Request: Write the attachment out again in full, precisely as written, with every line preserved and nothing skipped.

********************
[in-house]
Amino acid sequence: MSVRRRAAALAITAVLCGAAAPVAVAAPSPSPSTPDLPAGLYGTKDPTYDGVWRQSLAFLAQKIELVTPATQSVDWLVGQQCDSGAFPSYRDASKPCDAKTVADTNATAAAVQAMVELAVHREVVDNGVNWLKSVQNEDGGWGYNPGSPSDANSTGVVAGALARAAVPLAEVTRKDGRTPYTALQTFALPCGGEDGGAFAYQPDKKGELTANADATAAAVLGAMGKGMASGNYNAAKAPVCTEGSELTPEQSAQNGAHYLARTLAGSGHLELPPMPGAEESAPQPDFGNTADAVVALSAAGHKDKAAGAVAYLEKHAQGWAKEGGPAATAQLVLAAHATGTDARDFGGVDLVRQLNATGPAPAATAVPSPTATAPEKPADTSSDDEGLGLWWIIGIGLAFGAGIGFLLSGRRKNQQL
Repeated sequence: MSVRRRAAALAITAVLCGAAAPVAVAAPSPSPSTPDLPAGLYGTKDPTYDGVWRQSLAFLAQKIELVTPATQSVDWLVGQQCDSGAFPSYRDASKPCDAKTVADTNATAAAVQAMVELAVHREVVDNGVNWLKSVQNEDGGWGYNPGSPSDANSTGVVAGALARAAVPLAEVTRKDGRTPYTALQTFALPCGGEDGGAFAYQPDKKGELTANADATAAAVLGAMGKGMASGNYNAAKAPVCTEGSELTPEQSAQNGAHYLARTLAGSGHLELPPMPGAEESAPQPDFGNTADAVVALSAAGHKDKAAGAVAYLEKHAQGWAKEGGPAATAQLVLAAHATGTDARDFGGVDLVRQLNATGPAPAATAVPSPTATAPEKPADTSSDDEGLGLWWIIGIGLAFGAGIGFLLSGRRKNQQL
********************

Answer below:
[in-house]
Amino acid sequence: MSVRRRAAALAITAVLCGAAAPVAVAAPSPSPSTPDLPAGLYGTKDPTYDGVWRQSLAFLAQKIELVTPATQSVDWLVGQQCDSGAFPSYRDASKPCDAKTVADTNATAAAVQAMVELAVHREVVDNGVNWLKSVQNEDGGWGYNPGSPSDANSTGVVAGALARAAVPLAEVTRKDGRTPYTALQTFALPCGGEDGGAFAYQPDKKGELTANADATAAAVLGAMGKGMASGNYNAAKAPVCTEGSELTPEQSAQNGAHYLARTLAGSGHLELPPMPGAEESAPQPDFGNTADAVVALSAAGHKDKAAGAVAYLEKHAQGWAKEGGPAATAQLVLAAHATGTDARDFGGVDLVRQLNATGPAPAATAVPSPTATAPEKPADTSSDDEGLGLWWIIGIGLAFGAGIGFLLSGRRKNQQL
Repeated sequence: MSVRRRAAALAITAVLCGAAAPVAVAAPSPSPSTPDLPAGLYGTKDPTYDGVWRQSLAFLAQKIELVTPATQSVDWLVGQQCDSGAFPSYRDASKPCDAKTVADTNATAAAVQAMVELAVHREVVDNGVNWLKSVQNEDGGWGYNPGSPSDANSTGVVAGALARAAVPLAEVTRKDGRTPYTALQTFALPCGGEDGGAFAYQPDKKGELTANADATAAAVLGAMGKGMASGNYNAAKAPVCTEGSELTPEQSAQNGAHYLARTLAGSGHLELPPMPGAEESAPQPDFGNTADAVVALSAAGHKDKAAGAVAYLEKHAQGWAKEGGPAATAQLVLAAHATGTDARDFGGVDLVRQLNATGPAPAATAVPSPTATAPEKPADTSSDDEGLGLWWIIGIGLAFGAGIGFLLSGRRKNQQL